Why, When, And How To Start Cutting People Out Of Your Life

Updated March 30, 2023by Regain Editorial Team

There comes a time in life when cutting out toxic people is best for your mental health. Their negative actions and behaviors may be subtle and insidious, but you regularly feel hurt, ashamed, and used when around them. The good news is that there are practical ways to remove yourself from this negativity and reclaim your precious time, energy, and joy again.

What Is A Toxic Person?

You Deserve To Be In Healthy, Supportive Relationships

It's important to understand the distinction between someone who is toxic and someone who is simply difficult, unpleasant, or hard to get along with. While it may annoy you to be around those people at times, they are not necessarily toxic. For this group of people, distancing yourself and keeping interaction to a minimum with them will be enough; you don't have to completely cut them out of your life.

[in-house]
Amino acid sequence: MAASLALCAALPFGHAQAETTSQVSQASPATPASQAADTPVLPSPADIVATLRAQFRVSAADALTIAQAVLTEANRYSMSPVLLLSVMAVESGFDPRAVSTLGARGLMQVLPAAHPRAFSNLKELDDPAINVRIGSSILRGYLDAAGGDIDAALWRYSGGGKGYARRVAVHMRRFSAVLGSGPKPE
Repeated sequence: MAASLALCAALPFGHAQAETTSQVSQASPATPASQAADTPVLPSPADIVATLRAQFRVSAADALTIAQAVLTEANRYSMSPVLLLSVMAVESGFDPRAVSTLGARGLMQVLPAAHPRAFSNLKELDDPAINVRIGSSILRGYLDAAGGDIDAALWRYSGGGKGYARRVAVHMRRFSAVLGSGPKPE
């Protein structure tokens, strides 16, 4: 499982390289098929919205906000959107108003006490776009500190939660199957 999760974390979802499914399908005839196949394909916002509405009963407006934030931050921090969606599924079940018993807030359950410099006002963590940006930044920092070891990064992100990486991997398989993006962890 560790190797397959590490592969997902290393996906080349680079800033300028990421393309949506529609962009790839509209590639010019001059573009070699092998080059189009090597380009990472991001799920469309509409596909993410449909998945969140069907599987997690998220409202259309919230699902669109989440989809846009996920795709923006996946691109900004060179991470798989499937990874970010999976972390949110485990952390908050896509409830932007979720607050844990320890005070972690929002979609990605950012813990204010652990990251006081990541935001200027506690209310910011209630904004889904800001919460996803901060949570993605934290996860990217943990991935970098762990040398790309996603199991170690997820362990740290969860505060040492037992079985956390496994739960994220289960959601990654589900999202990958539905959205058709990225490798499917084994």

It is also worth noting that what some might consider toxic behavior may not be considered toxic to others. Each individual needs to decide which relationships are healthy and which need to be severed from their lives,.

A toxic person is anyone – whether a friend, relative, or colleague – who sabotages, hinders, or threatens your happiness, personal growth, and self-improvement. They may be unconscious or conscious of their toxicity, which may occur for several reasons. They may feel threatened by you or be resistant to change, They may feel scared of losing you. Or, they may believe that your improvement will expose their weaknesses, failures, and shortcomings.